30 Jul 2008, 12:46pm
Federal forest policy Saving Forests
by admin

Shall the USFS Allow Fires to Incinerate Our National Forests?

Part IV

Continuing our rebuttal of the recent 3-part series the Idaho Statesman that promoted the idea of allowing forest fires to burn unchecked.

Let It Burn is illegal, destructive of a multitude of forest and human values, is not cost-effective, and is the worst idea that ever came down the forest pike. Let me count the ways.

8. Let It Burn Has Significant Effects on Recreation

Forest fires have significant deleterious effects on flora, fauna, heritage, soils, water quality, and air quality. Those cumulative impacts ruin recreational opportunities, too.

Recreations (hiking, camping, boating, hunting, fishing, etc.) are important and valued uses of the public domain. While always of traditional importance, recreational uses have moved to the forefront as the “replacement” for renewable resource uses such as timber production.

Let It Burn fires have enormous impacts on recreation. Prime recreation areas were on fire during the summers of 2006 and 2007 and are again this year. Whole national forests have been closed to use.

The Los Padres NF has been under a closure due to fires for over a year, first because of the Zaca Fire and then due to Basin/Indians Fires. Nearly 500,000 acres have been scorched, and the trail networks, campgrounds, wildlife, and vegetation have been destroyed.

The Los Padres NF issued the following press release last October:

USDA Forest Service - Los Padres National Forest, 10/04/07

“The Zaca Fire burned in very steep and rugged terrain, and while there are islands of unburned vegetation, there are vast areas that are a moonscape now,” Forest Supervisor Peggy Hernandez explained. “With the vegetation gone, there is nothing to hold the soil in place, so the land is very unstable. Dry landslides, rockslides and other erosion is occurring on a daily basis. We expect mudslides and flash flooding when the rains come. Out of concern for public safety, and to allow the watersheds to begin to heal, I will keep the burned area closed to public entry at least through spring 2008,” she added.

“The burned or otherwise disturbed soils are very vulnerable, especially to wheeled vehicles, until vegetation gets reestablished,” said Hernandez. “We know people are anxious to get back into their national forest, but we are asking for their patience and cooperation.”

Preliminary surveys of the burned area show that many hiking trails have been severely damaged by the fire and are completely impassable. “Our volunteers are very anxious to get in there and help reestablish the trails. Unfortunately, it may be some time before the ground is stable enough to allow them to be rebuilt,” said Santa Barbara District Ranger Cindy Chojnacky.

The Zaca Fire started on July 4, and burned approximately 240,207 acres before it was contained on September 2. It is the second largest fire in California’s recorded history and the largest in Santa Barbara County’s recorded history.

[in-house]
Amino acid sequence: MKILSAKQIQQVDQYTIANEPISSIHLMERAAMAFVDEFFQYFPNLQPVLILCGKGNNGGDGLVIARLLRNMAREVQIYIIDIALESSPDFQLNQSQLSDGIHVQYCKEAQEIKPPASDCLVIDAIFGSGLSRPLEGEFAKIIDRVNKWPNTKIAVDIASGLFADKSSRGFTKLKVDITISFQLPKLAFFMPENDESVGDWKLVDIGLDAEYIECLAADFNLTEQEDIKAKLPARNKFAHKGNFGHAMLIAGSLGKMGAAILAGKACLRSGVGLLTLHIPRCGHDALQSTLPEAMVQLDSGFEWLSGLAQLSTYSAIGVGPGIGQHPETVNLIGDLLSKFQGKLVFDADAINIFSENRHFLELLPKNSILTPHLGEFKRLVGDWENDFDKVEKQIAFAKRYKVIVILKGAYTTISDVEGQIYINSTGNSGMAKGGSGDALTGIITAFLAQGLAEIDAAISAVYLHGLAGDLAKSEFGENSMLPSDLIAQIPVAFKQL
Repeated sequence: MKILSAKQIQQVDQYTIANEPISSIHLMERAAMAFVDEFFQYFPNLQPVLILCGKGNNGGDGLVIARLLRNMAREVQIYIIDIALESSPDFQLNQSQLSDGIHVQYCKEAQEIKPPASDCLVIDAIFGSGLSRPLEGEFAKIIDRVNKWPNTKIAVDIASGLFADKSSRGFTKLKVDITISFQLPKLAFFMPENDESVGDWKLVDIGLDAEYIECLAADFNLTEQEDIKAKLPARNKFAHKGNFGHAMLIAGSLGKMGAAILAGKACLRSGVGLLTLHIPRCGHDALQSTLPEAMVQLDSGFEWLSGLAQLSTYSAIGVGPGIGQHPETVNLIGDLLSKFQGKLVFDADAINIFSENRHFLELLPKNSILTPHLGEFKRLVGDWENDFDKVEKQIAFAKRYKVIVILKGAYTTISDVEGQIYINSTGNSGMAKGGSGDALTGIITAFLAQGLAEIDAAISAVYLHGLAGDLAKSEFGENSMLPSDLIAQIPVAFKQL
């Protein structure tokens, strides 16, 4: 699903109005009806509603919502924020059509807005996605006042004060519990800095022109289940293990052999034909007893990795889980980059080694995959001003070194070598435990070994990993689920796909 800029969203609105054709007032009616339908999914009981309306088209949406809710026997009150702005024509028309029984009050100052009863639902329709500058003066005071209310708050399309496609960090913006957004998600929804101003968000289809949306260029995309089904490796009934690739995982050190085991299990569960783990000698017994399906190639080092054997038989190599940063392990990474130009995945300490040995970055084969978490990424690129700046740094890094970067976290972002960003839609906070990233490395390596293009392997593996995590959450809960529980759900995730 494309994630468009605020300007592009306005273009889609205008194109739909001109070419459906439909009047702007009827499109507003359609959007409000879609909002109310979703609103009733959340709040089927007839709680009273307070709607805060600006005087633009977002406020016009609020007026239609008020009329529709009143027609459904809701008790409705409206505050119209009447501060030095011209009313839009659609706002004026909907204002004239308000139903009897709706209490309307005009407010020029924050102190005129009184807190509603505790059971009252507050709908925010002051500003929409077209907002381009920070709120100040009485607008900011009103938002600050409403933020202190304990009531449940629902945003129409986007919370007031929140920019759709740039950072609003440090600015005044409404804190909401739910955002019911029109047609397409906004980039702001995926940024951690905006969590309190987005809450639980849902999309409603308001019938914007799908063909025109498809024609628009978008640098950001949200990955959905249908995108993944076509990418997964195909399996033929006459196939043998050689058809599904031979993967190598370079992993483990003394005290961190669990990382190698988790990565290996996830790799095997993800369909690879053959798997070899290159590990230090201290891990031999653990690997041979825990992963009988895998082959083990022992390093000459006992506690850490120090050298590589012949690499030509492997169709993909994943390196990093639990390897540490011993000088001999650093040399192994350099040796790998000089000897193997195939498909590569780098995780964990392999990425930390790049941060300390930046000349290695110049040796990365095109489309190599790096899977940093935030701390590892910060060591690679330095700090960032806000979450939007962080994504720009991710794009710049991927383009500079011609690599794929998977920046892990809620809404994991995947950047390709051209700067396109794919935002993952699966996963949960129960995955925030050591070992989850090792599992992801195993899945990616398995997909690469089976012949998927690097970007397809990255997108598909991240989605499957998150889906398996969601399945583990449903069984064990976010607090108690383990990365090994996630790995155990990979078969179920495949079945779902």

Flash floods did arrive last Winter. Only this month has the area been partially opened to recreation, but the trail system has been all but erased.

Many of the wilderness areas through which the Pacific Crest Trail passes were on fire during the last three summers (including this one). Detour routes were laid out, but many hikers chose to violate Federal law and brave the flames. Felonious fire dodging and flame running has become a new twist on the extreme sport of long-distance speed-hiking along the PCT.

Fishing opportunities were shut down along the Salmon River in Idaho last summer as 800,000 acres of that watershed went up in flames. This year the streams and river run thick with sediment after every thundershower. Stream and river beds are choked with mud and debris sloughing off denuded mountainsides. Fish populations have plummeted, including threatened and endangered salmon runs.

Hunting has been severely impacted as deer and elk were roasted alive across vast tracts of Idaho and Montana. The imposition of exotic wolf populations by the federal government has further decimated herds.

Across the West recreation-based businesses have been going bankrupt in droves. Entire towns that today survive on recreation dollars have been bankrupted as well. Forced evacuations and area closures due to megafires have robbed rural economies of entire recreation seasons [see here].

Urban politicians mouth platitudes about hunting and fishing (even as they attempt to ban both) but the reality is that Let It Burn fires destroy those opportunities. In truth most of the urban political elite care more about large predators than game populations and wish to see wolves and grizzly bears from sea to shining sea. Bogus wildlife biologists also support massive increases in predator populations as prey populations are extirpated and livestock, pets, and unlucky humans become the substitute food of choice.

Allowing fires to burn unimpeded in the “back country” or the “middle of nowhere” has real and significant impacts on the recreational use of our national forests. When a proposed Federal action has likely significant effects, the proper and legally mandated process is to develop an EIS under NEPA guidelines. Yet never has the Let It Burn policy been subjected to NEPA, ESA, or other national environmental laws.